Useful induction frequencies may be 50 kHz or more, for example, 100 KHz or more, or 400 KHz or more, and up to 40 MHz, for example up to 10 MHz, or up to 2.5 MHz. In general, a powder coating layer is subject to induction heating and forms a film or cures in a period of from 20 seconds to 20 minutes, preferably from 40 seconds to 8 minutes. Induction curing units may come in a variety of shapes and sizes, such as C-shaped or U-shaped devices arranged so that conveyors run through them; bar, cable or wire heating units which have long cylindrical openings within them of various diameters; solenoids and loops of coil surrounding a flat plate, i.e. a hand-mirror design, for heating surfaces of one or more objects; and, further, coil cabinets, furnaces and planar arrays of coils for generalized heating in the proximity of the coils. For example, a U-shaped unit having a copper winding around a ferromagnetic core fed by AC from an inverter may be used to heat coatings in an alternating elec. field (180 V, 250 kHz). Suitable speeds for conveyor lines running through coil units may range 0.1 meters per minute or more, or 2.0 meters per minute or more, up to 10.0 meters per minute or less, or 8.0 meters per minute or less.
In one embodiment, handheld RF powered, parabolic coil-shaped devices may be held next to substrates coated with magnetic material containing powder coatings or metal parts, or both, and slowly moved along the surfaces of the coated substrates to inductively heat the powder coatings, the metal substrates or both for a sufficient time to flow out a thermoplastic coating or cure a thermosetting coating.
Where additional curing is desired, it may be carried out via UV lamps, such as medium power mercury lamps, or thermal curing for a period of from 2 to 45 minutes, for example from 5 to 20 minutes, at 90° C. or higher, for example, 100° C. or higher, and as high as 250° C. for heat resistant powder coatings, or as high as 200° C. for epoxy and polyester coatings. In the case of UV cure, powder coatings are flowed out for from 1 to 15 minutes under induction coils so that the substrate surface reaches the Tg of the highest Tg resin in the powder coating, but not higher than 110° C.
Cured powder coatings, layers or films may range from 0.75 mil (19.05 μm) to about 6 mil (152.4 μm) thick. A multilayer powder coating having two to three layers may range from 1.5 mil (38.1 μm) to 10 mil (254 μm) thick. Cured liquid coatings, layers or films may range from 0.25 mil (6.35 μm) to about 4 mil (101.6 μm) thick. A multilayer liquid coating having two to four layers may range from 0.75 mil (19.05 μm) to 6 mil (152.4 μm) thick.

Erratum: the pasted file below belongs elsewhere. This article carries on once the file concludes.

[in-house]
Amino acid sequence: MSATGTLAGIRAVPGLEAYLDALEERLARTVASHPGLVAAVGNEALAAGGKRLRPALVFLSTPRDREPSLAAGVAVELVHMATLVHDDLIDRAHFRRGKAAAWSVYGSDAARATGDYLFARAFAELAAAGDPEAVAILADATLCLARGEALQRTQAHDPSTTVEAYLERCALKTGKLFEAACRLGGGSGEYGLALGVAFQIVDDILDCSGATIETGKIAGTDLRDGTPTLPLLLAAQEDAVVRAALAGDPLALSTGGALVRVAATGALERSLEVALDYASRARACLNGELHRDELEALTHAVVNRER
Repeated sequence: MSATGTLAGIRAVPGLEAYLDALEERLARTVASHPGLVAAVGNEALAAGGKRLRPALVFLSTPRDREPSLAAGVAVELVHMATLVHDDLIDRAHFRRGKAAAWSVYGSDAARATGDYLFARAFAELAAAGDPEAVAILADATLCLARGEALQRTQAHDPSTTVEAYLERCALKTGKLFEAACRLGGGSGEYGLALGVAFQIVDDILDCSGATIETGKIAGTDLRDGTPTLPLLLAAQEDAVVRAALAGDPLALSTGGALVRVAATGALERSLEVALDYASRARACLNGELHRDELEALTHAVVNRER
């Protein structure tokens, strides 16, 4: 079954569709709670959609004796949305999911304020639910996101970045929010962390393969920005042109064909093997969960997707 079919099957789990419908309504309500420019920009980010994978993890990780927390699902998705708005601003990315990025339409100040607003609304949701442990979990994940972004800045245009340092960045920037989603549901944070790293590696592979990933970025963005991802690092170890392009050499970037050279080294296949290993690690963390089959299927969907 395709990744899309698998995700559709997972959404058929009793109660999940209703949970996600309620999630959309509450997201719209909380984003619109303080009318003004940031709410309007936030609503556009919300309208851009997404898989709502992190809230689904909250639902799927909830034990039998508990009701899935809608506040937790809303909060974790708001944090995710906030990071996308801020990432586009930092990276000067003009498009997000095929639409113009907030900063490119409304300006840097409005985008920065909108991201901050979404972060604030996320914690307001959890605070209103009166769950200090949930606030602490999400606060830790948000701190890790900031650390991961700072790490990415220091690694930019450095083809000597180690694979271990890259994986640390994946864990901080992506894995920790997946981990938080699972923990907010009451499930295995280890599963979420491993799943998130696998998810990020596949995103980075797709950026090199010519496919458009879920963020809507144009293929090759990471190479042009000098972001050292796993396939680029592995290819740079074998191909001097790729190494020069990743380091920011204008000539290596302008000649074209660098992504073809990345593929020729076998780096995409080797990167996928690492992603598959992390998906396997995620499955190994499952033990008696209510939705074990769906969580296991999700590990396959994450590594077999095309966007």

Magnetic material-containing powder coated products according to the present invention may include wood products such as furniture, toys and decorative household goods like picture frames, and architectural products like crown molding, and floor and door trim; plastic articles, such as indoor and outdoor furniture and sporting goods, automotive plastic and glass parts, such as glove box doors, headlamps, wheels and hubcaps, tire sidewalls, interior and exterior molding, airbags, interior and exterior use, bumpers, mirror shells, door handles, splash guards, grilles and exterior fascia, and roof and ski racks. Other coated products may include road and highway signs, computers and other electronics devices, such as pagers, cell phones, pdas, stereo equipment, boom boxes, printers and copiers, television and computer monitor cases, toys, books, packaging and print media.
Metal products coated with induction cured powder coatings, with or without magnetic materials in the coatings, include heavy mass parts such as pumps, pipes, gears, steel bars, beams and girders, transformers, air conditioner and appliance casings, motors and rotors, and vehicles, such as tractors, and their corresponding metal parts.
The following examples represent likely uses of the present invention and were not actually performed.